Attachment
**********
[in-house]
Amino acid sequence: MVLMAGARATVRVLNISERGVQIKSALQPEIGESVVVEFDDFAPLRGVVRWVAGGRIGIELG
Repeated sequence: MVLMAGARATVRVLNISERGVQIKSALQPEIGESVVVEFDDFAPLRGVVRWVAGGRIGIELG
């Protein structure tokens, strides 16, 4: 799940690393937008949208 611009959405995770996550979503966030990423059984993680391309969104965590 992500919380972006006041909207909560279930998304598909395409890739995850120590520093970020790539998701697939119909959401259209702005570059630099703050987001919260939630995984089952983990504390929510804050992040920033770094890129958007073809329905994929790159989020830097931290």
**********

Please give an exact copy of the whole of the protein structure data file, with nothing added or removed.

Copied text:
[in-house]
Amino acid sequence: MVLMAGARATVRVLNISERGVQIKSALQPEIGESVVVEFDDFAPLRGVVRWVAGGRIGIELG
Repeated sequence: MVLMAGARATVRVLNISERGVQIKSALQPEIGESVVVEFDDFAPLRGVVRWVAGGRIGIELG
């Protein structure tokens, strides 16, 4: 799940690393937008949208 611009959405995770996550979503966030990423059984993680391309969104965590 992500919380972006006041909207909560279930998304598909395409890739995850120590520093970020790539998701697939119909959401259209702005570059630099703050987001919260939630995984089952983990504390929510804050992040920033770094890129958007073809329905994929790159989020830097931290």